Feb. 13, 2003 (Washington) -- As states begin the initial stage of smallpox vaccinations amid concerns about the vaccine's potential side effects, they may be able to take heart from results in the military. It has so far inoculated more than 100,000 soldiers, with no deaths and only a handful of serious side effects, says a military official.
About twelve of every 1,000 recipients developed a well known and treatable -- but potentially contagious -- rash, according to Colonel John Grabenstein, RPh, PhD, deputy director for military vaccines at the Army Surgeon General's Office. He presented the data at a smallpox vaccination meeting held at the National Academy of Sciences.
Overall, the number of side effects is lower than historical numbers, possibly because 10-40% (varying with location) of potential vaccine recipients were ruled ineligible due to various conditions. "Presumably education is working. A little fear is a good thing," Grabenstein says.
States are proceeding in several stages to implement President Bush's plan to prepare the nation for a potential bioterrorist attack.
Stage 1, begun by some but delayed in others, involves inoculation of a limited number of public health personnel that could mobilize quickly in the event of an attack. Stage 2 will expand the operation to emergency medical response teams, police and fire departments, and other public health officials. Later stages could involve inoculation of the general public.
The voluntary vaccine has sparked concern among many because of potential side effects, including a contagious rash that has healthcare workers worried they might put other patients at risk. Historically, about one in every 1,000 vaccine recipients develops serious skin reactions and a brain infection (encephalitis), and one to two of every million will die.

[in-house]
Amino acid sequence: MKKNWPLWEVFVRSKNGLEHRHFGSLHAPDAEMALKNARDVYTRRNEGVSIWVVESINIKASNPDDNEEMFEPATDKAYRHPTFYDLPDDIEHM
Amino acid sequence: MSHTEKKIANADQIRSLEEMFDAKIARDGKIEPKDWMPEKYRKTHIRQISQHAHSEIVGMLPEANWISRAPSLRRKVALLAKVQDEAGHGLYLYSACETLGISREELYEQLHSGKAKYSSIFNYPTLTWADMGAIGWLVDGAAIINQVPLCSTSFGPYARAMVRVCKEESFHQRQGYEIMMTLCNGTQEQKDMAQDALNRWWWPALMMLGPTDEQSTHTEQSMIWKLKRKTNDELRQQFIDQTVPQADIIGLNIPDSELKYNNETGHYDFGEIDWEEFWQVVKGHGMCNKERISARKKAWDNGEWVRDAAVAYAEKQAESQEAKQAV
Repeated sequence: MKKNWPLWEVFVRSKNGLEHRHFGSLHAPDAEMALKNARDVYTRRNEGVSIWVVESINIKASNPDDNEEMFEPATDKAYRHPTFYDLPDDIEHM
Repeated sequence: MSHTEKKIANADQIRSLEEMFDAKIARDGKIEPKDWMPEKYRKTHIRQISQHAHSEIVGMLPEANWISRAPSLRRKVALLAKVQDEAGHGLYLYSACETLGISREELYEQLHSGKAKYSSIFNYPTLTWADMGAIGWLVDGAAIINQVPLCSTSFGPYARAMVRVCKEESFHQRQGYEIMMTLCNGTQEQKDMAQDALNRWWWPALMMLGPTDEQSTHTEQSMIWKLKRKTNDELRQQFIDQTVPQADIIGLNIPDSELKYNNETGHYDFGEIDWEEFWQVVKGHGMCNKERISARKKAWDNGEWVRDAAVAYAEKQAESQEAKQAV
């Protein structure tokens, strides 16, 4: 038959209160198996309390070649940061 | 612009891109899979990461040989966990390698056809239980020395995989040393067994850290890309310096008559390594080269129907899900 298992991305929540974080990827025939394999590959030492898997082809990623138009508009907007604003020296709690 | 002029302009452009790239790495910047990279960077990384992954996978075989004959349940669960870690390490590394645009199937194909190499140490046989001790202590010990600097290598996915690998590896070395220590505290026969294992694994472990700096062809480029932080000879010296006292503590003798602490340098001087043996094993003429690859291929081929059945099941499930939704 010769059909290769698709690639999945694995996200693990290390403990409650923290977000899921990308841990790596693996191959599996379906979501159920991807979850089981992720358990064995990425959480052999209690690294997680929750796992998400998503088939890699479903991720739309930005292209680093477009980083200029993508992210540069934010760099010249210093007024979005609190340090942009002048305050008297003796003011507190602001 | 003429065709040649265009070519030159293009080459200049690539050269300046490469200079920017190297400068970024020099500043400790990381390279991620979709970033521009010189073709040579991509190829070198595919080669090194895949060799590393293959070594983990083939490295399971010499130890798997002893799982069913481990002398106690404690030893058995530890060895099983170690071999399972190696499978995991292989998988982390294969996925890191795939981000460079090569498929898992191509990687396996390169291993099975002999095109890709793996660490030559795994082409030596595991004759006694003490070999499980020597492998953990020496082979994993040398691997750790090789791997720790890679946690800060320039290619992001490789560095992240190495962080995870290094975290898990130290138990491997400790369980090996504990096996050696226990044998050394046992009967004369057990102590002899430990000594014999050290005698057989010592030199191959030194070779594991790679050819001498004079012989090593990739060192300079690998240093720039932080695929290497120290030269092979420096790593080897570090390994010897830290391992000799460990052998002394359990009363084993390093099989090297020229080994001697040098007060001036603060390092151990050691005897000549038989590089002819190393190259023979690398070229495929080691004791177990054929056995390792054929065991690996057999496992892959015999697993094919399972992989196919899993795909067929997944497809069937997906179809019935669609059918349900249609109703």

Some states have received criticism for slow progress. Those efforts have been "slow and steady," says Eddy Bresnitz, MD, state epidemiologist and the Smallpox Vaccination Program coordinator for New Jersey, which has so far vaccinated about 150 healthcare workers. That is enough to respond to an attack, he says, and new vaccinators can be trained very quickly in the event of a widespread outbreak.
And the number of vaccinations is not the only indicator of success. The state programs are also building infrastructure, so that hospitals have a better idea of how they'll respond to an attack, for example, and much of the infrastructure can be adapted to surveillance for other diseases, such as flu outbreaks. "We've educated a lot of people," Bresnitz tells WebMD.
"We're much better prepared than we were even three weeks ago," adds Joe Henderson, associate director of Terrorism Preparedness and Response at the CDC.
Still, Bresnitz and others are cautious about the next stage of the vaccination program. Moving into a larger group of healthcare workers and emergency responders in stage 2 will pose very different problems, and New Jersey will pause before entering stage 2 so that it can learn from its experience and that of other states. "It's an issue of language [in consent forms] and education. It's a hospital worker versus an 18-year-old EMT [emergency medical technician]. It's not the same level of medical knowledge."